Justice to the very end

Michael Brosowski
September 25, 2023

From Michael’s blog lifeisalongstory.com

 

They just wanted the same things that all of us want.

Opportunity. Dignity. A chance to get ahead in life.

The seven young men grew up in Gia Lai province in Vietnam’s Central Highlands. They had always known poverty and hardship; and as members of an ethnic community, their Kinh language skills (what we usually refer to as ‘Vietnamese’) were quite basic.

All of this meant that, even though they wanted to work hard and earn money for their families, they had almost no chance.

Until one day, their fortunes turned.

The friends came across a social media post offering jobs with a monthly salary higher than they’d ever hoped for. They contacted the employer immediately and once they knew they’d been accepted, they set off to start a new chapter in their lives.

A common story

If you’re familiar with human trafficking, you’ll recognise immediately the red flags in their story. Vietnam’s 13 million ethnic community members are by far the most vulnerable to being trafficked. And great job offers online are often traps – as this one was.

But when you’re living in poverty… And when you don’t have anyone to advise you on how to find a steady, safe job… And when your language skills are limited… It’s so easy to fall victim to a scam.

And so these seven friends landed in trouble. Their traffickers, two Vietnamese men, arranged to sell them into a forced online scamming centre in Cambodia – the type of place that uses slaves to trick people around the world into sending money.

Five of the seven men were smuggled through, sold, and forced into the brutal world of slavery. Two more men were fortunately stopped at the border after one of their captive friends warned them of the trap.

Freedom and justice

After some months, the families of the five young men found a way to help them escape and they returned home. Vietnamese authorities were able to arrest their two traffickers, and in June this year, they went to court.

Blue Dragon represented the victims at the hearing and the traffickers received very stiff penalties: 28 and 29 years imprisonment each. The maximum penalty is 30 years.

Blue Dragon representing 7 victims  in court.

Blue Dragon represented the 7 victims in their original court case.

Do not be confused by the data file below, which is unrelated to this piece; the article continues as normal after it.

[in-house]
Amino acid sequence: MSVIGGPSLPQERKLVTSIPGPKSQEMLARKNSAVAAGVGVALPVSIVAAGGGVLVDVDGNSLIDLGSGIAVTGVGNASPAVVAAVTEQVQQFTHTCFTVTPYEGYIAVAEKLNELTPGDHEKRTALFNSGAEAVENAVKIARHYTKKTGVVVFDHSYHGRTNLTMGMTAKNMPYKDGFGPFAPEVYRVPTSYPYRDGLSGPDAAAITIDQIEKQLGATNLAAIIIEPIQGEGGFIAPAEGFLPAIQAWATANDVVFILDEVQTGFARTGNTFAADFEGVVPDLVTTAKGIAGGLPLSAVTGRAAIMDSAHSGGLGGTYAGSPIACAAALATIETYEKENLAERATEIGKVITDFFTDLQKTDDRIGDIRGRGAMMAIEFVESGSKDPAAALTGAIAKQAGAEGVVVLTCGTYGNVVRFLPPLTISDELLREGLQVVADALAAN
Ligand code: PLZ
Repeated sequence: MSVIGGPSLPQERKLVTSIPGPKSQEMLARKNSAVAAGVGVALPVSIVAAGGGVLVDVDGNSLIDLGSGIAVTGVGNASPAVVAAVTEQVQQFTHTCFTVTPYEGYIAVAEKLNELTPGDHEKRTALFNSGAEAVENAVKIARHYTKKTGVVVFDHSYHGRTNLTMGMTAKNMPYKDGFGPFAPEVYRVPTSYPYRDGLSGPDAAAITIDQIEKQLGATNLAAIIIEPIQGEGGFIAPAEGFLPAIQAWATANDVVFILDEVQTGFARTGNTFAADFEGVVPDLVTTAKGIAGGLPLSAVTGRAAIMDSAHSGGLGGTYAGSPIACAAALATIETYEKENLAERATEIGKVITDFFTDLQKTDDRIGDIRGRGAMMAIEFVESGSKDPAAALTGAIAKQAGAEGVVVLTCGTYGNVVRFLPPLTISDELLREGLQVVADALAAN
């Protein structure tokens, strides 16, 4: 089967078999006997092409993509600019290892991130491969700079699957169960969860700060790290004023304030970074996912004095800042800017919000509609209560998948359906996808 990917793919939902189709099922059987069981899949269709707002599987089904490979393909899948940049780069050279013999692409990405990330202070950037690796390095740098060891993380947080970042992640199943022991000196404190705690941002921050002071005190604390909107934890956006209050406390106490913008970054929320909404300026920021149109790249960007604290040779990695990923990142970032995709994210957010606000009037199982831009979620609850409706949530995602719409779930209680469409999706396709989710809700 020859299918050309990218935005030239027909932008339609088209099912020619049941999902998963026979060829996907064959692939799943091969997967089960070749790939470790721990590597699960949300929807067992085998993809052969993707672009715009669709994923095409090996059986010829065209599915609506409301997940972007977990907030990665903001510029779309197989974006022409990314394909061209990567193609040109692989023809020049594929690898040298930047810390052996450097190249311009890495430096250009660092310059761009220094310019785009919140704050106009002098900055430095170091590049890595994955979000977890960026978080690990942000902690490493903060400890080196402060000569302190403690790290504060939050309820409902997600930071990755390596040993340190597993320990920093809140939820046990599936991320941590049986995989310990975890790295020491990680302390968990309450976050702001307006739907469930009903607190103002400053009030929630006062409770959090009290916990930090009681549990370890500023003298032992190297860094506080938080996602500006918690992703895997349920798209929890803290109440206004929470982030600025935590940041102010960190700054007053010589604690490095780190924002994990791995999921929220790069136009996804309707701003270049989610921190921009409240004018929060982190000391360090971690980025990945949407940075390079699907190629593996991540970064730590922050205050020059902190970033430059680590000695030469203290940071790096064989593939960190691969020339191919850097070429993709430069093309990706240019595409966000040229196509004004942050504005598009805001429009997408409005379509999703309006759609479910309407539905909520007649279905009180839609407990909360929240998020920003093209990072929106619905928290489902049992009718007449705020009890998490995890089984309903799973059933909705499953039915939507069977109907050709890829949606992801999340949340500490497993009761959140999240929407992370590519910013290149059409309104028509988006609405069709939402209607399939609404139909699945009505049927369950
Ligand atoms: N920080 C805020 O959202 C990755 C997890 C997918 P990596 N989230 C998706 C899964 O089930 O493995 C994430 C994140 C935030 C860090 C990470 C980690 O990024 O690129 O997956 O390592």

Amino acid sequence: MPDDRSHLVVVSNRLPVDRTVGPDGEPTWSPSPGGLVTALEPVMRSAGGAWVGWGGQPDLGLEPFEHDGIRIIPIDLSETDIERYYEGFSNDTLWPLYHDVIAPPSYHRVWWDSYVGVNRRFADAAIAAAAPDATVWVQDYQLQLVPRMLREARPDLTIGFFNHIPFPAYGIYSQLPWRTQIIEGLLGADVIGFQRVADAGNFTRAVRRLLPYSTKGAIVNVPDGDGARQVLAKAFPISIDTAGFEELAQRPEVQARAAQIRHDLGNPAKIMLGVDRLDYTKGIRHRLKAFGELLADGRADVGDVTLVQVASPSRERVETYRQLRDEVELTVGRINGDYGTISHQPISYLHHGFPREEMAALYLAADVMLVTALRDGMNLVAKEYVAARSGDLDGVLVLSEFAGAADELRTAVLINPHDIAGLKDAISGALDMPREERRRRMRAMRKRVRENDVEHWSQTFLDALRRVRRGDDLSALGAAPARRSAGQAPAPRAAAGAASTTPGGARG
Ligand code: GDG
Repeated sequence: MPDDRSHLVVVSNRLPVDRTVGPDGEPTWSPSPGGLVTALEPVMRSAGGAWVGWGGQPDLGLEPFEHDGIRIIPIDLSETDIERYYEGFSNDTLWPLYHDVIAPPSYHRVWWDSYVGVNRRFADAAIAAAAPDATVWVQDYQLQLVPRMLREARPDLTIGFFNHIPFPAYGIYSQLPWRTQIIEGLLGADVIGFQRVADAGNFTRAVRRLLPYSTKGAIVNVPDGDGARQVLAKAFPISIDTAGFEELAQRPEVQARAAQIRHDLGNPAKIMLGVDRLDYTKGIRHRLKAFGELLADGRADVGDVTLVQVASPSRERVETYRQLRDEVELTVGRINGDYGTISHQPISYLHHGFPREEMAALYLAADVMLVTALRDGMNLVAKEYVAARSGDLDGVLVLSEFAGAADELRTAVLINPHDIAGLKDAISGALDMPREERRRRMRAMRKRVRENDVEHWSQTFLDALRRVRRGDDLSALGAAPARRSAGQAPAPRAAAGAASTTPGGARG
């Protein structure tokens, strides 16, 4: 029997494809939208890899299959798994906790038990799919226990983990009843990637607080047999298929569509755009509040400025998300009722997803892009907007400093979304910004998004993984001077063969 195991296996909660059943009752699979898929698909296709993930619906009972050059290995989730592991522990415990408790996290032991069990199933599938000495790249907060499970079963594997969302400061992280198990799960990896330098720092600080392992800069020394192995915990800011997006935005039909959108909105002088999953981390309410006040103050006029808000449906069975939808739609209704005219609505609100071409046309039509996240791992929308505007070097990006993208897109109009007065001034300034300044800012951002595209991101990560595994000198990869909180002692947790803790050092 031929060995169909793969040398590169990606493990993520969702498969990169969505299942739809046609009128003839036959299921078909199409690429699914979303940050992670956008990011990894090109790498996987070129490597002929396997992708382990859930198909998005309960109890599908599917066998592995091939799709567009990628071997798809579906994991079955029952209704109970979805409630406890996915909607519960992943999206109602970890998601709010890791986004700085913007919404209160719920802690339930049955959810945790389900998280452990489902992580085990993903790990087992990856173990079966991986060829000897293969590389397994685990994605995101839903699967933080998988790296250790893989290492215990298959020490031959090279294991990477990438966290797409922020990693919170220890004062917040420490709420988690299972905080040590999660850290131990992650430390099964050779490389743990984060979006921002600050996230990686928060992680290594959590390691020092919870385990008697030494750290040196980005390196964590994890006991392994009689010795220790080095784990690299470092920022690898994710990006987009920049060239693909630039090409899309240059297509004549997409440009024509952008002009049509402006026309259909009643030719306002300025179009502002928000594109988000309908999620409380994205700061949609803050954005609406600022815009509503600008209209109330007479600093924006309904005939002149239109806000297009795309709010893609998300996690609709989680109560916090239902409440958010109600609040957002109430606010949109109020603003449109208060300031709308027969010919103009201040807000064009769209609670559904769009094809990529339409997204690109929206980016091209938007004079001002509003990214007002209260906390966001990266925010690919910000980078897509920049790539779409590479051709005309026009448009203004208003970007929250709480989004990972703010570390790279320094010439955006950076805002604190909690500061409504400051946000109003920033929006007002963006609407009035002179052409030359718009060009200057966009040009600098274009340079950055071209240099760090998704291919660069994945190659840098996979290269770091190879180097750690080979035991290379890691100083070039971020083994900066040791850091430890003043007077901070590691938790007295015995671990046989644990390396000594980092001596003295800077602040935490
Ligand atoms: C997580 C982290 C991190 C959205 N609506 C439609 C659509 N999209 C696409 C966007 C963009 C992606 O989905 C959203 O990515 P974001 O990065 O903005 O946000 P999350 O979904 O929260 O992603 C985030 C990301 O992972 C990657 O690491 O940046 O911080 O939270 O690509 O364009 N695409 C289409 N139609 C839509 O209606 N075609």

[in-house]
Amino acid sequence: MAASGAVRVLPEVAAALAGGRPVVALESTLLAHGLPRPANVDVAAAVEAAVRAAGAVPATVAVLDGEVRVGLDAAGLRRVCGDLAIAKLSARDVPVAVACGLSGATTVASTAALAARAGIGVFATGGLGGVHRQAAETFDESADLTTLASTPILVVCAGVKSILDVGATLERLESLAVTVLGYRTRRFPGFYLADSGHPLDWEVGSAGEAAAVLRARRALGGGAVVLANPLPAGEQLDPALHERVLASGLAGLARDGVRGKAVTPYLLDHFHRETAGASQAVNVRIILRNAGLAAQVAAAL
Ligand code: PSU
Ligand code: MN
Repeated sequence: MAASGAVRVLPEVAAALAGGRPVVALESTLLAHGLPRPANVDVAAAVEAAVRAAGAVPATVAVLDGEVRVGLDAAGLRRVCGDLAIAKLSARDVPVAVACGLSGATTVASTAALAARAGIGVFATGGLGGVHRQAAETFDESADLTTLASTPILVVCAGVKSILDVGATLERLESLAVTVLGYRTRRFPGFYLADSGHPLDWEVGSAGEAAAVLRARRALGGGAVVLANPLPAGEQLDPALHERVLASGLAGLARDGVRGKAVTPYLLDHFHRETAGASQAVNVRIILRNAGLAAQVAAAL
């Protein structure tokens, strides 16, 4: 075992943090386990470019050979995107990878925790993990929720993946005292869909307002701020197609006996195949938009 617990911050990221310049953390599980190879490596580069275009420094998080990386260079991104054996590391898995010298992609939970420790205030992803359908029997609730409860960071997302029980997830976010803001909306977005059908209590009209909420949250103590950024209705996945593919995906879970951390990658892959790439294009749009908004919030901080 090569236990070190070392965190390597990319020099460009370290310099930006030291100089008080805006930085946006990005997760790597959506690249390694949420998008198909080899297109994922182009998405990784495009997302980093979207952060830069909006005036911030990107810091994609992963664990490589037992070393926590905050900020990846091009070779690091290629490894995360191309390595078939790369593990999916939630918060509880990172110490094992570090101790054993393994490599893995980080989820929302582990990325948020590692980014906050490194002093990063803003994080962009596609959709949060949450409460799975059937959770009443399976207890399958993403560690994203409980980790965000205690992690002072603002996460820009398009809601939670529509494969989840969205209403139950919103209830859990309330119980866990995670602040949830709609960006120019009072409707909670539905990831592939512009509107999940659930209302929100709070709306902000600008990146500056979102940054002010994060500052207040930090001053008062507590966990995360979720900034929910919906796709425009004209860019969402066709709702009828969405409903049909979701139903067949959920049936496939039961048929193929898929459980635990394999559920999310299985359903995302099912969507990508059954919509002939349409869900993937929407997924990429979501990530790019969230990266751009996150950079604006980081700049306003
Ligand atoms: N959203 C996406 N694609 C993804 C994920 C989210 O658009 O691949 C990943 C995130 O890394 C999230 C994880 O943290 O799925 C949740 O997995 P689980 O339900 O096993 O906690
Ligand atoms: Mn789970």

On Friday, however, their case was back in court. The traffickers lodged an appeal, claiming the sentences were too harsh. So a superior court heard their claim and once again Blue Dragon was there to protect the rights of the victims.

All of this is fairly standard; we are often in court representing people we’ve rescued or who escaped from slavery.

But one thing about the case was far from normal. As the appeal was presented and the judges deliberated, over 1,000 courts around Vietnam were watching.

Under the spotlight

In a first of its kind, the case was broadcast to Vietnam’s entire judicial system. Every court official, prosecutor and judge around the country watched the proceedings from beginning to end.

People in court as the appeal is livestreamed to over 1000 courts in Vietnam.

The appeal being livestreamed to every courthouse in Vietnam.

The appeal resulted in a reduction of their sentences, down to 23 and 24 years each. The traffickers acknowledged their guilt but argued for leniency due to their age (both are in their 20s) and because both had also been victims of trafficking themselves.

But apart from the sentencing, the broader impact was a learning experience that will strengthen Vietnam’s judiciary.

The way I summarise these stories for my blog, human trafficking cases may sound simple – ‘open and shut’. Under the spotlight of the legal system, they are much more complex and nuanced. And with every case unique, prosecutors and judges often hear cases that are totally new to them.

Now there isn’t a court official in the country who hasn’t observed a human trafficking case. As a student of pioneering educational psychologist John Sweller, I understand how powerful it is to learn from a ‘worked example‘. And that’s what this initiative has done. It’s demonstrated the use of evidence, the reasoning and the deliberations that cases of human trafficking require.

For Vietnam’s judicial system, this is a major development. There’s certainly more to be done, but clearly, the judiciary is highly motivated.

A ‘good news’ ending

In the world of human trafficking, there are too few ‘good news’ stories.

These seven young men went through a terrifying time but now can be confident that justice has been served. While the sentences have been reduced, the traffickers’ punishment is still substantial. They won’t be causing any more harm.

And for Vietnam, the innovative use of this case to educate the entire judicial system is an admirable step.

The harm that traffickers cause can never be undone. An ending like this is the best we can hope for: justice, freedom, and a society that’s able to stand up against human trafficking.

Blue Dragon is on a mission to end human trafficking. Find out more here: bluedragon.org/our-work.

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